Published on 2013/11/15

Marketing CE: Four Ways to Improve the Efficiency of Printed Brochures

Marketing CE: Four Ways to Improve the Efficiency of Printed Brochures
Printed brochures can be useful marketing resources, but can also be extremely expensive for the institution.
I have found it extremely valuable to consult, on occasion, with other university continuing education divisions about their programs and marketing plans.

During a visit a few years ago to a large land-grant university in the western United States, the manager was lamenting the high cost of printed brochures; roughly $1 per copy with printing and postage included. With an already high cost, with the inclusion of quarterly mailings and a list containing over 65,000 names, it quickly became evident that this approach is an extremely expensive one.

Another Midwestern public land-grant university leader shared that they had over 25,000 names on their mailing list  in a community of 35,000. Multiple copies were being delivered to the same family. How do we, as continuing education leaders, market our program effectively (and economically) via the printed brochure?

A few ideas:

1. Reduce the frequency of mailing

Instead of sending out publications every quarter, switch to trimesters, or perhaps to just twice a year. Having a timely printed piece is important. Simply reducing the frequency of mailing is an easy way to save nearly 30 percent in one year.

2. Focus the timing of printed material distribution

Try distributing in fall, spring and summer; the traditional semester starts for most institutions and also when your target market is thinking about going back to school. Fall is one of the best times of year, but January is also a popular time for enrollments (thank you, New Year’s Resolutions). Our enrollment spikes in September and late January. Follow your trends to match your market.

3. Create timeless printed materials

Your programs will update naturally over time, but your marketing shell can remain the same. At my institution, we go with one shell brochure that outlines generic, general information and includes inserts updated as needed; either once or twice a year. We still have timely printed materials, but at a very low cost.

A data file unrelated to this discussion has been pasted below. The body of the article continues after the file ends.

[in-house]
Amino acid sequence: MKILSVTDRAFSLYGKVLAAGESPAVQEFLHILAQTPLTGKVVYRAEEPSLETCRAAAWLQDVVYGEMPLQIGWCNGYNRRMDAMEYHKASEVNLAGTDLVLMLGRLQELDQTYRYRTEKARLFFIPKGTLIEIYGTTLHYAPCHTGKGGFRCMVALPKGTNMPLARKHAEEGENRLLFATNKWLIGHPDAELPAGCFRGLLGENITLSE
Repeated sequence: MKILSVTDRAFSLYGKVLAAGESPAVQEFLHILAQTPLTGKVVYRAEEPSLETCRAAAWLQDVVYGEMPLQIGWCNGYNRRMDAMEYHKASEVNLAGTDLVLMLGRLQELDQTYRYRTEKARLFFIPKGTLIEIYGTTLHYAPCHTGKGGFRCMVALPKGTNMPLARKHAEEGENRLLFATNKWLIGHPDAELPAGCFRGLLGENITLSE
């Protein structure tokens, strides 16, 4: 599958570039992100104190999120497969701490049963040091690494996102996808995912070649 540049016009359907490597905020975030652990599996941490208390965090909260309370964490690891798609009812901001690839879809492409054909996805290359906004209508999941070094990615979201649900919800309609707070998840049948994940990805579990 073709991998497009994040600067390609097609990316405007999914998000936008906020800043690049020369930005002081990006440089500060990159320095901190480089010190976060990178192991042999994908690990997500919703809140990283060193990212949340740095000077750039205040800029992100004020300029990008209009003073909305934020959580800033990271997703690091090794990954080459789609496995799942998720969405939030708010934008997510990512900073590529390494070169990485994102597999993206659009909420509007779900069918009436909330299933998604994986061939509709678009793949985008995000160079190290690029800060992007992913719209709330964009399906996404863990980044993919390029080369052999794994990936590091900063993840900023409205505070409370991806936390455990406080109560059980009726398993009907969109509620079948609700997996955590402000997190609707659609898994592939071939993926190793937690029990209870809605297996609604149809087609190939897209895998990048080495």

4. Unite online and print marketing

Continue to use your website, social media, etc. as marketing tools. Tie together the message, branding and content of the printed and electronic media. A consistent message is key, and it is critical to go beyond the boilerplate “check our website for current information” (this is largely assumed by our target audience). Use the printed materials to make individuals want to visit your electronic resources naturally. Additionally, use graphics, action words and other strategies on the printed materials. Leave the details of cost, dates, times, locations, instructor names and other information online so you can update them as needed.

The printed marketing brochure for continuing education is not dead. Certain parts of your target market still need it, and having the printed brochure allows a tangible, physical item to be distributed around your community. By using your marketing dollars wisely, you can spread them between printed and electronic methods for continued program success.

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Readers Comments

Adrian J 2013/11/15 at 11:01 am

Do you find the information in the print-out addition to the mailer gets engaged with?

Also, this may seem like a rudimentary question, but is it possible to track the success of these mailers, or to calculate thier ROI?

John DeLalla 2013/11/15 at 1:20 pm

Adrian,
Thanks for your question – and rudimentary questions are just fine!

When I hand someone a brochure and observe them open it, I’ve noticed the insert is often looked at before the brochure. So yes, the addition is engaged with.

Tracking ROI isn’t as simple with printed material as it is with website analytics, but I do ask students how they hear about us. The marketing process can be a multi-piece process, and the brochure is a key part of the process.
Thanks!
John

Anon 2013/11/15 at 4:36 pm

i actually want to go for a rudimentry question as well (looks like a theme)!

how do you create your mailing list? do you purchase, send to every student from the last 10 years, or can you break it down to things like “students close to a degree” or “students who took courses in an area we’re pushing this semester”?

Corey Savage 2013/12/12 at 4:35 pm

The printed college brochure is still an important marketing item. You can’t eliminate it completely. Keeping the “shell” the same is a great suggestion. It will cut down on design costs over time.

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